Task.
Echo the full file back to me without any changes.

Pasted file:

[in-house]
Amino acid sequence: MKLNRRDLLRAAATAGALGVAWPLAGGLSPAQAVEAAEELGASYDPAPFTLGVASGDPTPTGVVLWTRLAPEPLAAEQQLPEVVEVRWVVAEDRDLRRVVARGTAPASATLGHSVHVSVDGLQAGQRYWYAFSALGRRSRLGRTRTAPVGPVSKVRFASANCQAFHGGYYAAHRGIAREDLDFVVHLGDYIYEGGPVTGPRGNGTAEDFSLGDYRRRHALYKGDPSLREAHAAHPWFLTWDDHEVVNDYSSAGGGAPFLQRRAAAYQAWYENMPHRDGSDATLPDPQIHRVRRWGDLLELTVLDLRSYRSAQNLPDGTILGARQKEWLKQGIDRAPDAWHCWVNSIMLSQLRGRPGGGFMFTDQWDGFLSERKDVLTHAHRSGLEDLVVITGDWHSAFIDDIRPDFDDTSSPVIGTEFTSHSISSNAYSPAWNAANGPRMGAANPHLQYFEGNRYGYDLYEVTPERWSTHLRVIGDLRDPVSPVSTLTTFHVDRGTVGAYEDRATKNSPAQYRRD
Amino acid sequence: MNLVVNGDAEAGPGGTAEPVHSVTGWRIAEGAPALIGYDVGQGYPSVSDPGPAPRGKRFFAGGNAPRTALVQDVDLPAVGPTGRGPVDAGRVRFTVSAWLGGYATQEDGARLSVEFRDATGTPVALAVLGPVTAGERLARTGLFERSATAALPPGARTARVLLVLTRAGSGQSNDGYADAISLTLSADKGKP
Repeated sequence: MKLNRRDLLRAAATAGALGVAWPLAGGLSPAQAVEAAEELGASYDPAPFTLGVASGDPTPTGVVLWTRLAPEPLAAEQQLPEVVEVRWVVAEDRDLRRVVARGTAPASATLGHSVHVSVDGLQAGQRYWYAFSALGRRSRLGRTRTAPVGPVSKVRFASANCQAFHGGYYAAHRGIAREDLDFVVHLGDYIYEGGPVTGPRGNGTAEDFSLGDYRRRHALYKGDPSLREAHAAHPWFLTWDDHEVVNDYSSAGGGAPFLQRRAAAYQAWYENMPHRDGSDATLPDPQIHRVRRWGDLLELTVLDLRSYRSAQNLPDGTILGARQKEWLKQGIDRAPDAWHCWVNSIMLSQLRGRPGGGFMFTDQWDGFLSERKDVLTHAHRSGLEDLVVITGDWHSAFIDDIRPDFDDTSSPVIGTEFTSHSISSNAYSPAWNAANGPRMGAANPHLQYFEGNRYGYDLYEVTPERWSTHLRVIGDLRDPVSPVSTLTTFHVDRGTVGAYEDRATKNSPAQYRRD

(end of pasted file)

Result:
[in-house]
Amino acid sequence: MKLNRRDLLRAAATAGALGVAWPLAGGLSPAQAVEAAEELGASYDPAPFTLGVASGDPTPTGVVLWTRLAPEPLAAEQQLPEVVEVRWVVAEDRDLRRVVARGTAPASATLGHSVHVSVDGLQAGQRYWYAFSALGRRSRLGRTRTAPVGPVSKVRFASANCQAFHGGYYAAHRGIAREDLDFVVHLGDYIYEGGPVTGPRGNGTAEDFSLGDYRRRHALYKGDPSLREAHAAHPWFLTWDDHEVVNDYSSAGGGAPFLQRRAAAYQAWYENMPHRDGSDATLPDPQIHRVRRWGDLLELTVLDLRSYRSAQNLPDGTILGARQKEWLKQGIDRAPDAWHCWVNSIMLSQLRGRPGGGFMFTDQWDGFLSERKDVLTHAHRSGLEDLVVITGDWHSAFIDDIRPDFDDTSSPVIGTEFTSHSISSNAYSPAWNAANGPRMGAANPHLQYFEGNRYGYDLYEVTPERWSTHLRVIGDLRDPVSPVSTLTTFHVDRGTVGAYEDRATKNSPAQYRRD
Amino acid sequence: MNLVVNGDAEAGPGGTAEPVHSVTGWRIAEGAPALIGYDVGQGYPSVSDPGPAPRGKRFFAGGNAPRTALVQDVDLPAVGPTGRGPVDAGRVRFTVSAWLGGYATQEDGARLSVEFRDATGTPVALAVLGPVTAGERLARTGLFERSATAALPPGARTARVLLVLTRAGSGQSNDGYADAISLTLSADKGKP
Repeated sequence: MKLNRRDLLRAAATAGALGVAWPLAGGLSPAQAVEAAEELGASYDPAPFTLGVASGDPTPTGVVLWTRLAPEPLAAEQQLPEVVEVRWVVAEDRDLRRVVARGTAPASATLGHSVHVSVDGLQAGQRYWYAFSALGRRSRLGRTRTAPVGPVSKVRFASANCQAFHGGYYAAHRGIAREDLDFVVHLGDYIYEGGPVTGPRGNGTAEDFSLGDYRRRHALYKGDPSLREAHAAHPWFLTWDDHEVVNDYSSAGGGAPFLQRRAAAYQAWYENMPHRDGSDATLPDPQIHRVRRWGDLLELTVLDLRSYRSAQNLPDGTILGARQKEWLKQGIDRAPDAWHCWVNSIMLSQLRGRPGGGFMFTDQWDGFLSERKDVLTHAHRSGLEDLVVITGDWHSAFIDDIRPDFDDTSSPVIGTEFTSHSISSNAYSPAWNAANGPRMGAANPHLQYFEGNRYGYDLYEVTPERWSTHLRVIGDLRDPVSPVSTLTTFHVDRGTVGAYEDRATKNSPAQYRRD